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September is Healthy Aging Month, so it is a good time to reflect on what you can do to age as healthily as possible. Healthy aging is not only about living as long as possible, but about living as well as possible, such as maintaining independence and a sharp mind. Regardless of how old you are now, there are steps you can take to be your healthiest self as you approach or go through your golden years .
1. Eat well!
There is convincing evidence that a steady diet of kale and almonds can optimize health, but that does not mean that diet does not matter. An overall balanced diet can lower chronic disease risk, support brain health, and support a stronger body throughout the lifespan.
No single superfood is essential, but some general groups to focus on include vegetables, whole grains, fish, fruit, reduced-fat dairy products, and nuts. Each of these has been linked to certain health benefits, such as lower blood pressure, lower blood sugar, lower risk for heart disease, or other benefits. A good rule of thumb is to look for whole, nutrient-dense, foods that are unprocessed or minimally processed.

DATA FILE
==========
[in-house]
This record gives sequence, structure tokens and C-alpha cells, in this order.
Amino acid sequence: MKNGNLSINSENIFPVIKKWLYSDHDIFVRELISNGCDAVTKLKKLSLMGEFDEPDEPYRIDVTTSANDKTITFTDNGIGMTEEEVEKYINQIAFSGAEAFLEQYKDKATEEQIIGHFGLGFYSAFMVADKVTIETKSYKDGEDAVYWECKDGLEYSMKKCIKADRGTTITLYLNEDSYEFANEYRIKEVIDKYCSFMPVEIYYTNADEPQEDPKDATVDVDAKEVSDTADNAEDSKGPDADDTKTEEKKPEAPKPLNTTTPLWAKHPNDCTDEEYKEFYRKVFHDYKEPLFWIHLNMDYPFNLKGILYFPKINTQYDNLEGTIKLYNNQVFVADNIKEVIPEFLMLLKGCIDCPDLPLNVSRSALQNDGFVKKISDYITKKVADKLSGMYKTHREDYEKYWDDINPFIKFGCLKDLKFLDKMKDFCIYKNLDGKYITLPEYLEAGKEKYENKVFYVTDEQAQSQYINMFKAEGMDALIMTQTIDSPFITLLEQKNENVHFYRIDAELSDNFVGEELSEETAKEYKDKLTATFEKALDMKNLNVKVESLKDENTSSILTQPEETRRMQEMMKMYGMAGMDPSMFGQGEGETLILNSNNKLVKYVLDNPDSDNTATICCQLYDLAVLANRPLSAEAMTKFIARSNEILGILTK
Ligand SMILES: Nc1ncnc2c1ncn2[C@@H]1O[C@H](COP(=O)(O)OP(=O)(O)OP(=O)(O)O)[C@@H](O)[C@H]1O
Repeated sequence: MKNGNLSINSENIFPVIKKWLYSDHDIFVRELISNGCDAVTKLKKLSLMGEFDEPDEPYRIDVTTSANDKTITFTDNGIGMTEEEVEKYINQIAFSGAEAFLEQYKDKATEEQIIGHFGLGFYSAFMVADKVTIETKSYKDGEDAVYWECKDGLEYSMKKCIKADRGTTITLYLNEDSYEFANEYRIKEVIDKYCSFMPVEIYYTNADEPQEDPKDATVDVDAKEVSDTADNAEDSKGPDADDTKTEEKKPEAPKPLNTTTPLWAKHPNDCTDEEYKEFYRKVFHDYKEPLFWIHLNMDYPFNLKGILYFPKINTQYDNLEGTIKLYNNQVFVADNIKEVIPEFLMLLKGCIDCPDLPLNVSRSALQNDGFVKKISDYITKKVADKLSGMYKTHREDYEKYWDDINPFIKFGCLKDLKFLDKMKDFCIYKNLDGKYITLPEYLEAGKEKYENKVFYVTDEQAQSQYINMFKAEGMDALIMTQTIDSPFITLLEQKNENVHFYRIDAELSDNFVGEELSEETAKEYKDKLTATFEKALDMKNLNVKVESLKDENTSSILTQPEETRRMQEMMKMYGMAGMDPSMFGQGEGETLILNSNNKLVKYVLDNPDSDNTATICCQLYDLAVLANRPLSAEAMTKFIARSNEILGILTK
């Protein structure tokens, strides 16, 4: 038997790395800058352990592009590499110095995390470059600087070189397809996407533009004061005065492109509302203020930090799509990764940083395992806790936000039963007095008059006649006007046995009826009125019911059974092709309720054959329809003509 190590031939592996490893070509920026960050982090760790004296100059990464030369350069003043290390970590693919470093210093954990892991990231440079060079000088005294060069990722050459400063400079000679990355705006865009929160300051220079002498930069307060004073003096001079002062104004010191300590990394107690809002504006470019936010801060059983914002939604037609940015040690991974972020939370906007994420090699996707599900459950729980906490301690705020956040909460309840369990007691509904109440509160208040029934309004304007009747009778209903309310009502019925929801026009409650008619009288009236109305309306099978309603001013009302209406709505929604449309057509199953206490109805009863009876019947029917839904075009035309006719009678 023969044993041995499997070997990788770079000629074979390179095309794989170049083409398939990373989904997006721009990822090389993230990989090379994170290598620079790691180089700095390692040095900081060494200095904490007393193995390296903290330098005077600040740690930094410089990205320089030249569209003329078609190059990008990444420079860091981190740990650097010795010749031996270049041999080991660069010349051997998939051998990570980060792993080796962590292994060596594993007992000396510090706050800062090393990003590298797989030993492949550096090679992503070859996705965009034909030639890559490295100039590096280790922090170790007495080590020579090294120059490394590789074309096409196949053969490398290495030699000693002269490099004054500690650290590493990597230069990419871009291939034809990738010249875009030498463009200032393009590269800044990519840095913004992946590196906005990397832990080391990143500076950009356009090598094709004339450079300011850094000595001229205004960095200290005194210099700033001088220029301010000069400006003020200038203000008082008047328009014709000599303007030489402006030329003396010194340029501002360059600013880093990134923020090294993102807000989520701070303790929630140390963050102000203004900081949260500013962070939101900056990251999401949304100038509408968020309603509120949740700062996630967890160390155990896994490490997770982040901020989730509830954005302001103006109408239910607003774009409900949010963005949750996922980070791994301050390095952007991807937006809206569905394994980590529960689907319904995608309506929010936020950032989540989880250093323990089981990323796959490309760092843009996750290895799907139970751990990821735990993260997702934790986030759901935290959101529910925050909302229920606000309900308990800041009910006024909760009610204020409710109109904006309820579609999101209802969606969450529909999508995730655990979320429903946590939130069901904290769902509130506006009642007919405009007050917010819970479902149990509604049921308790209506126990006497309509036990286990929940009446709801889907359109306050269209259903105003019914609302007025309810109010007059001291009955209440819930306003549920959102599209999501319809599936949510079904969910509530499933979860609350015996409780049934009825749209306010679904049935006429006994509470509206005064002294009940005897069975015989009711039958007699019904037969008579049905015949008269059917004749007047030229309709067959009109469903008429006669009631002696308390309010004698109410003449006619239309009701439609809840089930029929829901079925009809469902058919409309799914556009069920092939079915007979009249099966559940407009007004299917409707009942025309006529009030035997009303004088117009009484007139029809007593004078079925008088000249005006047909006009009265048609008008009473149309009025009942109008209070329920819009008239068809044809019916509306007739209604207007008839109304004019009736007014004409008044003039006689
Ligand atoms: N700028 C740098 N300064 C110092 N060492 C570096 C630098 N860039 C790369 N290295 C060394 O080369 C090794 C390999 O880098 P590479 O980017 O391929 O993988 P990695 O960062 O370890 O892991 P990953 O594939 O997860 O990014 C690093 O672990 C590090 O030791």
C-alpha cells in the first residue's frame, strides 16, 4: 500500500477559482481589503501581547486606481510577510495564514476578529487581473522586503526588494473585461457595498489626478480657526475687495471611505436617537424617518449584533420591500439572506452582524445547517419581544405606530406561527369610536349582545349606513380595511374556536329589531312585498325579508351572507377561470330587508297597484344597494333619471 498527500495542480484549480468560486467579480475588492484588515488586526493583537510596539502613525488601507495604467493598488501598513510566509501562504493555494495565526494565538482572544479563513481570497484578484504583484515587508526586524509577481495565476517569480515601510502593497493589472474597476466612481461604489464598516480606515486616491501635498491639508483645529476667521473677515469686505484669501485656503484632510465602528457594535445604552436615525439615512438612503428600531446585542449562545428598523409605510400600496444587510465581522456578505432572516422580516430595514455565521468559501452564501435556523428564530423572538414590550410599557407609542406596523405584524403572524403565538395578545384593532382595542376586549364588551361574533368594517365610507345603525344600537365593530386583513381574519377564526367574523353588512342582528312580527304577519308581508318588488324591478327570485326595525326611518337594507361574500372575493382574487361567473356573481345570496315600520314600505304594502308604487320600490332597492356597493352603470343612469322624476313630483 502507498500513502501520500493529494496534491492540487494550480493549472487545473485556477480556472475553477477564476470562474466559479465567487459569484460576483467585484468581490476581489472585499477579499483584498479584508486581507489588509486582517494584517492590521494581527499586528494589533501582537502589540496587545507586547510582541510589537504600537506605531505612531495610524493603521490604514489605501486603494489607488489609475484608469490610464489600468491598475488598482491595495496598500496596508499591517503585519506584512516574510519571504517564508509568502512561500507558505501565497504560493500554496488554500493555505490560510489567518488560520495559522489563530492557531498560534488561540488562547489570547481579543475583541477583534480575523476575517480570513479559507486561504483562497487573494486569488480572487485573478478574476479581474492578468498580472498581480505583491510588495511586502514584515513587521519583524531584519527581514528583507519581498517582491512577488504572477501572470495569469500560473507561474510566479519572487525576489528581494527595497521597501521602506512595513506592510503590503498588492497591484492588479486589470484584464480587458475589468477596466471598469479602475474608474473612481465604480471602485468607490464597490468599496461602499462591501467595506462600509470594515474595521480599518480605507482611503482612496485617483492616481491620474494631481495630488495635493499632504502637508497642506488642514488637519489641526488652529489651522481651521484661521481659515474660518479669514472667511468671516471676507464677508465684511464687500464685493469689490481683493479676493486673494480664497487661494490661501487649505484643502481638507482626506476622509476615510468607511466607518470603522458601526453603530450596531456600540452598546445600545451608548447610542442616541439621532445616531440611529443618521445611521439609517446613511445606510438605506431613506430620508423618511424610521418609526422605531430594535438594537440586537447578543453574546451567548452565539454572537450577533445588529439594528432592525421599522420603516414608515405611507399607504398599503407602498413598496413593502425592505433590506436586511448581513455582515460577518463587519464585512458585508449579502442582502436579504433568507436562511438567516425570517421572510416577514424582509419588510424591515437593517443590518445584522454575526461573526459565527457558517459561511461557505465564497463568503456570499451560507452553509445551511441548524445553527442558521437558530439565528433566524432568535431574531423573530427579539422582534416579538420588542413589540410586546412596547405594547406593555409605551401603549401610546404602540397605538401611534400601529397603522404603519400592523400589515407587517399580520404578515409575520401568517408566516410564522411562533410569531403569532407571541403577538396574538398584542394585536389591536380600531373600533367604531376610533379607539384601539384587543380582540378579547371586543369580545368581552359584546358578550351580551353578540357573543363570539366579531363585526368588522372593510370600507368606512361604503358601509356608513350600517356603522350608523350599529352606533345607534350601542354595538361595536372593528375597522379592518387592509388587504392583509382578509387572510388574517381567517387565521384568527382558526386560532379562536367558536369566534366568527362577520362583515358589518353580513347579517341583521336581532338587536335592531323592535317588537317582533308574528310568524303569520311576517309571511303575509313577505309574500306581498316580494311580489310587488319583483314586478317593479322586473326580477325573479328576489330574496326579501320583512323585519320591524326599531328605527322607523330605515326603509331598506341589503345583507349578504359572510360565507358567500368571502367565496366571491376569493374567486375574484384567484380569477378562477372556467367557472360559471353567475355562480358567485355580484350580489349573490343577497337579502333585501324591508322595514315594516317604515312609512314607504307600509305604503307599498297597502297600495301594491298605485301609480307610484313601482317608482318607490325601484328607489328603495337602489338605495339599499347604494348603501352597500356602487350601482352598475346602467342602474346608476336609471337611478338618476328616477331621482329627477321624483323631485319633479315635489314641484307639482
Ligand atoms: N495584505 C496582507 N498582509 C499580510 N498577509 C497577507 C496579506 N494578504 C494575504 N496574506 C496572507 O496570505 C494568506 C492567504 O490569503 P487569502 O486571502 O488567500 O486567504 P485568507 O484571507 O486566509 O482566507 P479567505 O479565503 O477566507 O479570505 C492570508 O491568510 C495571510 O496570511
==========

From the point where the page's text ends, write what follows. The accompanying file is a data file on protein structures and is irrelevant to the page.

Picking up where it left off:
2. Exercise your body
Centenarians may not run 10 miles a day, but they do tend to be physically active. Science backs them up, as physical activity has benefits ranging from slowing down aging-related processes at the cellular level , to preventing or managing chronic conditions.
Adults can aim for at least 30 minutes of exercise at least 5 days a week at a moderate to vigorous intensity, with appropriate activities including jogging, cycling, swimming, gardening, and playing tennis. Walking is one of the easiest ways to stay active, and maintaining the ability to walk briskly can help you maintain independence as you age.
3. Exercise your brain
If you are concerned about age-related cognitive decline and dementia, there is good news: lifestyle changes can significantly lower the risk for these and similar conditions. The same good choices that can keep you physically healthy can help protect your brain, so that is all the more reason to stay active and eat right.
In addition, your brain goes in the category of "use it or lose it." Anything you can do to stimulate your brain helps, whether you like books, puzzles, word games, online lectures, or trivia nights. Simple tricks, such as taking a different route to the grocery store and being sure to talk to a few people every day, can help you exercise your brain, well, mindlessly.
4. Sleep in every day
No, this does not mean you should party each night and sleep until noon every day. What we mean is getting enough sleep each night so that you wake up naturally, feeling refreshed and relaxed, just like you might when you sleep in.